The single greatest honor an NFL player can receive is to be inducted into the Pro Football Hall of Fame. Of course, only a small minority of former players will ever earn that privilege. And not surprisingly, the evaluation of various players’ induction-worthiness is a constant source of debate among both fans and commentators.
One player who has already begun generating a lot of Hall of Fame debate is former Indianapolis Colts quarterback Andrew Luck. Luck shocked the world of the NFL by announcing his retirement two weeks before the start of the 2019 season, at the age of 29. Here we recap that surprising decision, before taking a closer look at the cases for and against Luck’s Hall of Fame eligibility.
Why did Andrew Luck retire from the NFL?
Luck’s decision to retire from the NFL came as a huge shock, especially coming on the heels of arguably his most successful season. In 2018, Luck threw a career-high 430 completions, with a career-best 67.3% completion rate, according to Pro Football Reference. He also posted a career-best quarterback rating of 98.7.
Injuries played a large role in Luck’s decision to retire. He struggled with multiple injuries throughout his career. A lingering shoulder injury ultimately cost him the entire 2017 season.
Rumors of comebacks have swirled around Luck since his retirement. Colts owner Jim Irsay has constantly put these rumors to bed.
Who votes for the Pro Football Hall of Fame?
Getting into the Hall of Fame is obviously a difficult task for any player. First, you must be nominated. To be considered, they must have been retired for at least five years.
According to the Pro Football Hall of Fame, the 48-person Selection Committee then winnows the list of nominees down to 25 semifinalists — and then to 15 finalists.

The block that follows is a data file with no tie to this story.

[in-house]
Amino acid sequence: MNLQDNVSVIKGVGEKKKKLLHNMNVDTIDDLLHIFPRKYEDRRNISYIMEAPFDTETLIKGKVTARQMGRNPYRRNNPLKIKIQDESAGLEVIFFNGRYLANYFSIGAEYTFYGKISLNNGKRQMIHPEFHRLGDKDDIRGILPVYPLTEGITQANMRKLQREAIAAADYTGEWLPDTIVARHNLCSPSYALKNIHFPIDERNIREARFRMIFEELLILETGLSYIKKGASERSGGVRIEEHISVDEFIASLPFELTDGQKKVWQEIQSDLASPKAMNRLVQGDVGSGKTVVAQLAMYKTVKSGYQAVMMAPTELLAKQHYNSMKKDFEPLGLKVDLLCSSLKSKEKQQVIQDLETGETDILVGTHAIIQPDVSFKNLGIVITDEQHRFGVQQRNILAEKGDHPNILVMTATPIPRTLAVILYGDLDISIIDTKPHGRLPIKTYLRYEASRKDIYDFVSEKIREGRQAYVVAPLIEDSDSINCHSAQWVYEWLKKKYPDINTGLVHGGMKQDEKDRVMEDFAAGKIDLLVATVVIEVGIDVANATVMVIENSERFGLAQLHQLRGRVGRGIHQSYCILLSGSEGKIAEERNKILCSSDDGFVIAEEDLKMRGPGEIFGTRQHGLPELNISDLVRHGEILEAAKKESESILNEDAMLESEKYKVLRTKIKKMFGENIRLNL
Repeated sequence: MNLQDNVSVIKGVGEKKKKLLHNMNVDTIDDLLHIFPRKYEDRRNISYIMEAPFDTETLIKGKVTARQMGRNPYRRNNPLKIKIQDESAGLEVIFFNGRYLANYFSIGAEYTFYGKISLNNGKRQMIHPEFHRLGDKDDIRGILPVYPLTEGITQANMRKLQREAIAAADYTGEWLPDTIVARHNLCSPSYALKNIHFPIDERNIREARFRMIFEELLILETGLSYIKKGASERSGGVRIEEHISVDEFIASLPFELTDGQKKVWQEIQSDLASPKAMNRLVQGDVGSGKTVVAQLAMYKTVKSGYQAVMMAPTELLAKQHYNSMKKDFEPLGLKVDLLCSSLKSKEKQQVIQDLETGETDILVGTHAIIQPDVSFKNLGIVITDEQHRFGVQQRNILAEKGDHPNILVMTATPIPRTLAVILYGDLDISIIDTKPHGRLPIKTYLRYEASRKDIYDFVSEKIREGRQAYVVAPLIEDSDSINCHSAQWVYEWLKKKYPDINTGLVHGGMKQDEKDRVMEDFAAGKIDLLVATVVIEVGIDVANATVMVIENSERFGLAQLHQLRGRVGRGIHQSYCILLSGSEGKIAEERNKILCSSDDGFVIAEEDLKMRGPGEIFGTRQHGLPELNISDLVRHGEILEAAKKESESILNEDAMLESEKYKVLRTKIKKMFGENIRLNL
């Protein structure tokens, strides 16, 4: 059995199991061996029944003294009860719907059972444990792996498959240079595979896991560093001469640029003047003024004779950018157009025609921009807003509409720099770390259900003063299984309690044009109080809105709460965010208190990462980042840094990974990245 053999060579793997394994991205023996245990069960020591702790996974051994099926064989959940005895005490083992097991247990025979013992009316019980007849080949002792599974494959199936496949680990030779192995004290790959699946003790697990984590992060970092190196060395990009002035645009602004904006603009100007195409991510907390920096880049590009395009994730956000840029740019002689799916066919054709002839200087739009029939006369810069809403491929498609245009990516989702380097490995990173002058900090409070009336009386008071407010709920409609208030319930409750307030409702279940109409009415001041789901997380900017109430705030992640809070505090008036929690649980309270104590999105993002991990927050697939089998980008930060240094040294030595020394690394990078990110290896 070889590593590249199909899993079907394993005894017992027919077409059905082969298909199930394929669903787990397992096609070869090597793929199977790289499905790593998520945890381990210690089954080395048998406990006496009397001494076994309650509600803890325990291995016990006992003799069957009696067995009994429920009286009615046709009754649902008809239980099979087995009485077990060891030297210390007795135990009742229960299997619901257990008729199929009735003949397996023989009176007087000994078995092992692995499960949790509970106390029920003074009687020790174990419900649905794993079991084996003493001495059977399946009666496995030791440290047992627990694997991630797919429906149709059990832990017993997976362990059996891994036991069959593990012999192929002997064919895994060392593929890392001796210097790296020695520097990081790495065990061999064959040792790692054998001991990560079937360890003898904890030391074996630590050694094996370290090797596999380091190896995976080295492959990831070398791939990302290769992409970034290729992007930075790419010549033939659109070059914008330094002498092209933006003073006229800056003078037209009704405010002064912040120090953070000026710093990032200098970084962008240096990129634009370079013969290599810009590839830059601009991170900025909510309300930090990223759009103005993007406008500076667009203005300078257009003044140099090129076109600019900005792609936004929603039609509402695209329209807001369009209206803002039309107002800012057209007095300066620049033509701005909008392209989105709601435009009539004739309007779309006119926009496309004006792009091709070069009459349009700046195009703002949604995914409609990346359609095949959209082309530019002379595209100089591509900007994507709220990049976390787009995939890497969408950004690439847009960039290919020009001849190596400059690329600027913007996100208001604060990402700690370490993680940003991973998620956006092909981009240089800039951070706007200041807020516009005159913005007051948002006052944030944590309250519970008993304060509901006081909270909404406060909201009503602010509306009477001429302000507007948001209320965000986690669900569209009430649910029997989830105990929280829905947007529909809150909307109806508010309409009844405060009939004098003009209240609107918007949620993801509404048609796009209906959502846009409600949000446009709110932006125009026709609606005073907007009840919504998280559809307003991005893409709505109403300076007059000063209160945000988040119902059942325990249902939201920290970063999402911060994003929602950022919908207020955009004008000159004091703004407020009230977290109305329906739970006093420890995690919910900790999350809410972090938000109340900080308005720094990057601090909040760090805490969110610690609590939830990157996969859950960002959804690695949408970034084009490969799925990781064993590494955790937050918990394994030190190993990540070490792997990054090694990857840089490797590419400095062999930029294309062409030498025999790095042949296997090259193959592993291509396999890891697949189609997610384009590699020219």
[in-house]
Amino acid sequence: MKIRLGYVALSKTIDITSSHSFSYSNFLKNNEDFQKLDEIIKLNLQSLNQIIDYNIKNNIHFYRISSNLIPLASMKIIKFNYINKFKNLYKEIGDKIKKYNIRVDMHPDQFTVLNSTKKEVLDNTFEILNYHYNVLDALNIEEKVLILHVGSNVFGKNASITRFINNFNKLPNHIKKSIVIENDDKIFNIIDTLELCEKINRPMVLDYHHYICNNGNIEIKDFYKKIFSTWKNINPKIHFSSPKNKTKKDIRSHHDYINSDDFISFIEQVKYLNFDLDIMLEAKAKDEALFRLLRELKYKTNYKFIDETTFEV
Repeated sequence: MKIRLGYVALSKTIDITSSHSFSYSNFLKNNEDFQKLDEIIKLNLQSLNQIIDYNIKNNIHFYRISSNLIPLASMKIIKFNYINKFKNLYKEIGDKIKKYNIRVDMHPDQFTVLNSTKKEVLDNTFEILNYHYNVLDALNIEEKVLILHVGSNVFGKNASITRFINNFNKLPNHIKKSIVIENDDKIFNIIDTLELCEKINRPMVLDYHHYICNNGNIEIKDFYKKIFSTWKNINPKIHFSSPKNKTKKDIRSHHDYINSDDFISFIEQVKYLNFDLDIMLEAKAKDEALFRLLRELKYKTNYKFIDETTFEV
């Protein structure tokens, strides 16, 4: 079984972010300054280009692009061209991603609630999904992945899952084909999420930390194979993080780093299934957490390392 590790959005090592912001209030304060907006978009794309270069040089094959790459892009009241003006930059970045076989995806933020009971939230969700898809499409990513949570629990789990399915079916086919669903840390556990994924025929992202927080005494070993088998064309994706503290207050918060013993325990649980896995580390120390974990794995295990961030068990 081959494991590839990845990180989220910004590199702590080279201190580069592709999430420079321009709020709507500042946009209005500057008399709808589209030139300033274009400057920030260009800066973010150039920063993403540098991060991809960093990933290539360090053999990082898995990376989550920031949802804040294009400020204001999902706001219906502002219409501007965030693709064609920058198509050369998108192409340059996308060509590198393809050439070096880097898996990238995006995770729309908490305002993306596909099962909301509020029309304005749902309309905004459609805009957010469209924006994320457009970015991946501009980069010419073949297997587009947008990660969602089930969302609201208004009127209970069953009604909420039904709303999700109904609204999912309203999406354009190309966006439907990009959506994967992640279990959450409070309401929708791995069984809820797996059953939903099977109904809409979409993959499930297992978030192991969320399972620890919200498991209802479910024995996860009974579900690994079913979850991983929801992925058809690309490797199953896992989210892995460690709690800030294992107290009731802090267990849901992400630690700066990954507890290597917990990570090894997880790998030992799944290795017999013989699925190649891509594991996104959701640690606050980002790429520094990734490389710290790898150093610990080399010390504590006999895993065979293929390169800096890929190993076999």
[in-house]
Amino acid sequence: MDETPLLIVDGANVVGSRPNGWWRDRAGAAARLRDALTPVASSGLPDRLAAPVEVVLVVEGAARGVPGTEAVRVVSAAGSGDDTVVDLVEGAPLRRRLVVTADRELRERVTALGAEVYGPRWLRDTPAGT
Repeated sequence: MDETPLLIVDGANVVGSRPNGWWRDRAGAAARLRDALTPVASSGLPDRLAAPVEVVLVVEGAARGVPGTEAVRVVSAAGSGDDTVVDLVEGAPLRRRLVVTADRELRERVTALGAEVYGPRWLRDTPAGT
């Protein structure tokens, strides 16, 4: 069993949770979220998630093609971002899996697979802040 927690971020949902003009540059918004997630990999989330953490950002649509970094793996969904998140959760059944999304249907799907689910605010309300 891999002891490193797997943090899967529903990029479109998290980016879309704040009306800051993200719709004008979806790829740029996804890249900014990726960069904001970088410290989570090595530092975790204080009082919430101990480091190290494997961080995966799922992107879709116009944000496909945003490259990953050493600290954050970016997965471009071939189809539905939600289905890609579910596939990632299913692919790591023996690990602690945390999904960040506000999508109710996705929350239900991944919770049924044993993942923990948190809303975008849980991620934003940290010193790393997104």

Those 15 finalists move on to the final round, which is held during the annual meeting on “Selection Saturday.” The Selection Committee reduces the list from 15 to just five players, then votes yes or no on whether each of those five players are elected into the Hall. For a player to get in, at least 80% of the committee must vote yes.
Does Andrew Luck have a case for the NFL Hall of Fame?
Luck obviously won’t be eligible for Hall of Fame consideration for a few more years. Yet that’s no reason we can start analyzing his case for induction.
Let’s start by reviewing Luck’s overall time in the league. He was a four-time Pro Bowl selection, won the 2018 Comeback Player of the Year award, and led the league in passing touchdowns in 2014.
According to Pro Football Reference, in his six seasons of active play, Luck amassed 2,000 completions, 23,671 passing yards, and 171 passing touchdowns. While Luck undeniably had the talent necessary to one day get to the Hall of Fame, he simply didn’t manage to tally enough stats to give himself a strong case.
Likewise, for all of his talent, Luck never managed to establish himself as a top-four player of his generation. In other words, he never quite reached the same level of greatness as Tom Brady, Drew Brees, Aaron Rodgers, or Peyton Manning. And those players obviously eclipse him when it comes to their stat totals.
Perhaps the best comparison for Luck’s HOF case is Hall of Fame quarterback Kurt Warner. Yet Warner played 12 seasons versus Luck’s seven. Warner also totaled more counting stats that Luck. Maybe even more importantly, Warner also made it to the Super Bowl twice, leading his St. Louis Rams to a victory in a Super Bowl.
Luck, meanwhile, never managed to make it to the big game — let alone taking home a championship ring. For that reason, he should probably resign himself to never making it into the Hall of Fame.
All stats courtesy of Pro Football Reference